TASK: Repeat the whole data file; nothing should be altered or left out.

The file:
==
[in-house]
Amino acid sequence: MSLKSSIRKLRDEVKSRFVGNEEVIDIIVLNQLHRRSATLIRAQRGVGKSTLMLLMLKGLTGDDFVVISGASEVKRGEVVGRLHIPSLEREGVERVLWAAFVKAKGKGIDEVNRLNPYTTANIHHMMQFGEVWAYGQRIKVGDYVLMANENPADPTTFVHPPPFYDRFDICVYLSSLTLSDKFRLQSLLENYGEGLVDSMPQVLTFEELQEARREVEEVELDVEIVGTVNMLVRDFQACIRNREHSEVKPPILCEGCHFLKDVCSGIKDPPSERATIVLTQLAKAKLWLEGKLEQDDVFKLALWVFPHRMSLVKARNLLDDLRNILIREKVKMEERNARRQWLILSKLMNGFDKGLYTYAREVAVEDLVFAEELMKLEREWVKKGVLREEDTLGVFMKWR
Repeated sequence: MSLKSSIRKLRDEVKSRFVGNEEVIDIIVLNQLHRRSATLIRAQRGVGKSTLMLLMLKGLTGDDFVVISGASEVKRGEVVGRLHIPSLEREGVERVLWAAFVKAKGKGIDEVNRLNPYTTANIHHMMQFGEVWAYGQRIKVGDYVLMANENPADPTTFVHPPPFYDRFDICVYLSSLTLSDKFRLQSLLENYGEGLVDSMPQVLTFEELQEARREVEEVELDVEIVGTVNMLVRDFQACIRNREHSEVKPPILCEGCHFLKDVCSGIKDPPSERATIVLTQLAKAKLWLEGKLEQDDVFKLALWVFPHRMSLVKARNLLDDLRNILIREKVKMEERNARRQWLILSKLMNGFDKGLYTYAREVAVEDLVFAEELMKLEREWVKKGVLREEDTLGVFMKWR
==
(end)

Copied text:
[in-house]
Amino acid sequence: MSLKSSIRKLRDEVKSRFVGNEEVIDIIVLNQLHRRSATLIRAQRGVGKSTLMLLMLKGLTGDDFVVISGASEVKRGEVVGRLHIPSLEREGVERVLWAAFVKAKGKGIDEVNRLNPYTTANIHHMMQFGEVWAYGQRIKVGDYVLMANENPADPTTFVHPPPFYDRFDICVYLSSLTLSDKFRLQSLLENYGEGLVDSMPQVLTFEELQEARREVEEVELDVEIVGTVNMLVRDFQACIRNREHSEVKPPILCEGCHFLKDVCSGIKDPPSERATIVLTQLAKAKLWLEGKLEQDDVFKLALWVFPHRMSLVKARNLLDDLRNILIREKVKMEERNARRQWLILSKLMNGFDKGLYTYAREVAVEDLVFAEELMKLEREWVKKGVLREEDTLGVFMKWR
Repeated sequence: MSLKSSIRKLRDEVKSRFVGNEEVIDIIVLNQLHRRSATLIRAQRGVGKSTLMLLMLKGLTGDDFVVISGASEVKRGEVVGRLHIPSLEREGVERVLWAAFVKAKGKGIDEVNRLNPYTTANIHHMMQFGEVWAYGQRIKVGDYVLMANENPADPTTFVHPPPFYDRFDICVYLSSLTLSDKFRLQSLLENYGEGLVDSMPQVLTFEELQEARREVEEVELDVEIVGTVNMLVRDFQACIRNREHSEVKPPILCEGCHFLKDVCSGIKDPPSERATIVLTQLAKAKLWLEGKLEQDDVFKLALWVFPHRMSLVKARNLLDDLRNILIREKVKMEERNARRQWLILSKLMNGFDKGLYTYAREVAVEDLVFAEELMKLEREWVKKGVLREEDTLGVFMKWR